Poodles are generally accepted as the 2nd smartest dog in the world. And that intelligence also includes emotional intelligence.As the Poodle was originally a working and retrieving breed, they have a keen sense of emotional intelligence. Poodles bond quite strongly with the home’s “pack leader” (the human who appears to be in charge) and have a deep awareness of the leader’s moods.

The ways they communicate their moods and needs are similar to those humans use. A child who has broken something will often drop their gaze to the floor—the “hang-dog” look. Poodles are also quite alert. They will sense the approach of strangers or new animals within their home territory. This is an expression of emotional intelligence;a demonstration of uncertainty. The Poodle is also a breed that has a great connection to humans and their emotions.

Poodles can sense tension at home or if a member of the family is extremely emotional. They will sense stress within the home and can act out or have health issues if the home environment isn’t pleasant. Poodles are also known to have great intuition. They will connect with an owner and mirror their moods. These dogs are always eager to help. Helping others is one of the key signs of emotional intelligence. Poodles are often trained as emotional support animals because they can relate quickly to the needs of the owner.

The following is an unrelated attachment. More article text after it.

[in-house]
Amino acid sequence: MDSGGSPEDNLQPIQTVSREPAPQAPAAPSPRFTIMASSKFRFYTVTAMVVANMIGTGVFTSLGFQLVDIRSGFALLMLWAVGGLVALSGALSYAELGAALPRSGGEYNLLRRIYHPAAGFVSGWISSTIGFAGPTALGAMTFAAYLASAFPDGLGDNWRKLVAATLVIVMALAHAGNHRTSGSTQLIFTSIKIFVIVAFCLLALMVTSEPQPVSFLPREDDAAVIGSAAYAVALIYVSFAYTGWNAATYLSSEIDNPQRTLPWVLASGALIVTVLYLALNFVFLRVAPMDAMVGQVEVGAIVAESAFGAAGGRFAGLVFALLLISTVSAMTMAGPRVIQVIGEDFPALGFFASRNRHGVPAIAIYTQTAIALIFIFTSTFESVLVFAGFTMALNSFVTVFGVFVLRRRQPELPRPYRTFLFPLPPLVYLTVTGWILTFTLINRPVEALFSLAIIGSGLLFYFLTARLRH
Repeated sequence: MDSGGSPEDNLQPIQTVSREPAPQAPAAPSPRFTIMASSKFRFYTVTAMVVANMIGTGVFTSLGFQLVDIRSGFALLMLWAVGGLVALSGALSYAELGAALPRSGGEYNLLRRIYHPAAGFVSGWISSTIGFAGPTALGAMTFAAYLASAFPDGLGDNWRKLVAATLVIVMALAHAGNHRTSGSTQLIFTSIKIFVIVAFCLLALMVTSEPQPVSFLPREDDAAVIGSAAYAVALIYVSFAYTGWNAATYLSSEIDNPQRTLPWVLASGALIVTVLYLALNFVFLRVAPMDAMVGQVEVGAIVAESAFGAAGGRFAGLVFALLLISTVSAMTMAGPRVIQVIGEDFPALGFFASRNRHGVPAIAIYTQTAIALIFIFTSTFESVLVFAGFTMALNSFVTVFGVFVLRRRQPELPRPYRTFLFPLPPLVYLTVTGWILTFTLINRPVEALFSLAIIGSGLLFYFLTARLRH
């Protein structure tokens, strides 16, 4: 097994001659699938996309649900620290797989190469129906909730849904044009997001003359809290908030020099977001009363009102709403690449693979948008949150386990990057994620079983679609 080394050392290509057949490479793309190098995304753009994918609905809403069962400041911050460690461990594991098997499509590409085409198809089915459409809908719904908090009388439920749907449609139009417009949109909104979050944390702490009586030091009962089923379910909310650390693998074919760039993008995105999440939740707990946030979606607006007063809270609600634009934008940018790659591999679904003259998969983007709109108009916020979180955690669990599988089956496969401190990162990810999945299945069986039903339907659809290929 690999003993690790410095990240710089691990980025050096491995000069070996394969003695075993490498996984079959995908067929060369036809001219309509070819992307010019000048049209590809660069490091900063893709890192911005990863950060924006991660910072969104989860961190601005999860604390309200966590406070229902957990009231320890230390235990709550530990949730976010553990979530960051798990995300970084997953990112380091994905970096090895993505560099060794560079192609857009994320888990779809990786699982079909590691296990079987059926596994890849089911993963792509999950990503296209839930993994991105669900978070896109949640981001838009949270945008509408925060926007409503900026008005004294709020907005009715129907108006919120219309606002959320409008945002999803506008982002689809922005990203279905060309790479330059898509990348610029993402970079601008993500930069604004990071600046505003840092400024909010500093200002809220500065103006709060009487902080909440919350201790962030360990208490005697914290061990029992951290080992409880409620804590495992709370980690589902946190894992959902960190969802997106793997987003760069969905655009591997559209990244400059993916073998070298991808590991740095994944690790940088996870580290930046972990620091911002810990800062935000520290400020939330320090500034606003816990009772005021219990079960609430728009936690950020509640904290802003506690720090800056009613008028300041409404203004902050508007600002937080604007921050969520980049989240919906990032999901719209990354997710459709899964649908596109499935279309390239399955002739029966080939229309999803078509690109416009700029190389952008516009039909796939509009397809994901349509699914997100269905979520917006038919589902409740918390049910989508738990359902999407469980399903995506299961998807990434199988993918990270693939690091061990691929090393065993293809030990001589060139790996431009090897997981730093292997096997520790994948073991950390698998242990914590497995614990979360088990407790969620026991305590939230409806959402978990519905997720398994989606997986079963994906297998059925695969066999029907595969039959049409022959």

Emotional IQ of Poodles

Poodles for Emotional Support

From the Standard Poodle to the Toy Poodle, they are curious, eager, obedient and easy to train. Their ancestry as working and retrieving dogs means they are awesome as personal assistance animals. They are particularly well-suited to help patients with post-traumatic stress disorder (PTSD), panic disorder (including panic attacks), and anxiety.

Poodles are known to be extremely focused when on task and not easy to distract—a bonus for people who need the attention of an emotional support animal. Poodles love mental tasks and love to be physical. They adapt easily to different environments; this allows them to be focused on the human’s needs at home as well as being a good assistance animal in public outings.

Poodles are friendly but don’t get overly excited around unknown animals or people. They stay calm and are attentive to the needs of the owner. Poodles also don’t like to be left alone. As an emotional support animal, the Poodle will have nearly unlimited interaction and the owner will benefit from the constant companionship of the animal. Poodles also tend to live longer than other breeds so you will have your companion for many, many years. It is a truly mutually beneficial relationship.

Final Thoughts

The Poodle is one of the most intelligent dog breeds, including emotional intelligence. Poodles love to play, they are great with kids, they are super social, and they are great at adapting to any environment. Their intelligence and emotional intelligence make them both great family companions and great service animals. Their emotional intelligence is a gift to any family.